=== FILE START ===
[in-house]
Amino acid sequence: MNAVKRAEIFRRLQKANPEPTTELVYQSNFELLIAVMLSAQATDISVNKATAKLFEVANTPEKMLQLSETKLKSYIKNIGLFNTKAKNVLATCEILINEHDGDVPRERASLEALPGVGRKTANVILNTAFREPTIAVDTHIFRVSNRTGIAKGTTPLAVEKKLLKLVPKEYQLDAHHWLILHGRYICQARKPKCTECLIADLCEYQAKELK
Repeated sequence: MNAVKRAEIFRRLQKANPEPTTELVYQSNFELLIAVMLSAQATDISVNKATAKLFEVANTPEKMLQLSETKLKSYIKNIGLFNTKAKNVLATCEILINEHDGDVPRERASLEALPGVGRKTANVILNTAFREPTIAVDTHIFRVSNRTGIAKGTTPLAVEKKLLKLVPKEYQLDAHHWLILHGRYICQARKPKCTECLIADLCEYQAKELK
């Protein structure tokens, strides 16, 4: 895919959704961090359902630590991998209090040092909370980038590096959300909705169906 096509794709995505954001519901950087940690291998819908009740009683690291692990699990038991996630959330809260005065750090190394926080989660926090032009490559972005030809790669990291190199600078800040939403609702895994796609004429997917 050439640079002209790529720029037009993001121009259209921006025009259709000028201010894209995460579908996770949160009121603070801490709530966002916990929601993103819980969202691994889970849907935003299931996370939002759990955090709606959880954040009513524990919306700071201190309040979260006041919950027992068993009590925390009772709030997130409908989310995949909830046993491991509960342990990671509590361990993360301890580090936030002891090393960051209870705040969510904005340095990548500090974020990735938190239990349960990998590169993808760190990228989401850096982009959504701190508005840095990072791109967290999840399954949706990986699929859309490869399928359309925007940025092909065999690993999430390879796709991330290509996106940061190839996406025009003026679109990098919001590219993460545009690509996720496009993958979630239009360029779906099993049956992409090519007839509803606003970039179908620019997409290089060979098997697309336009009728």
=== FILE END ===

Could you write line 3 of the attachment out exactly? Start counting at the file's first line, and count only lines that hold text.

Repeated sequence: MNAVKRAEIFRRLQKANPEPTTELVYQSNFELLIAVMLSAQATDISVNKATAKLFEVANTPEKMLQLSETKLKSYIKNIGLFNTKAKNVLATCEILINEHDGDVPRERASLEALPGVGRKTANVILNTAFREPTIAVDTHIFRVSNRTGIAKGTTPLAVEKKLLKLVPKEYQLDAHHWLILHGRYICQARKPKCTECLIADLCEYQAKELK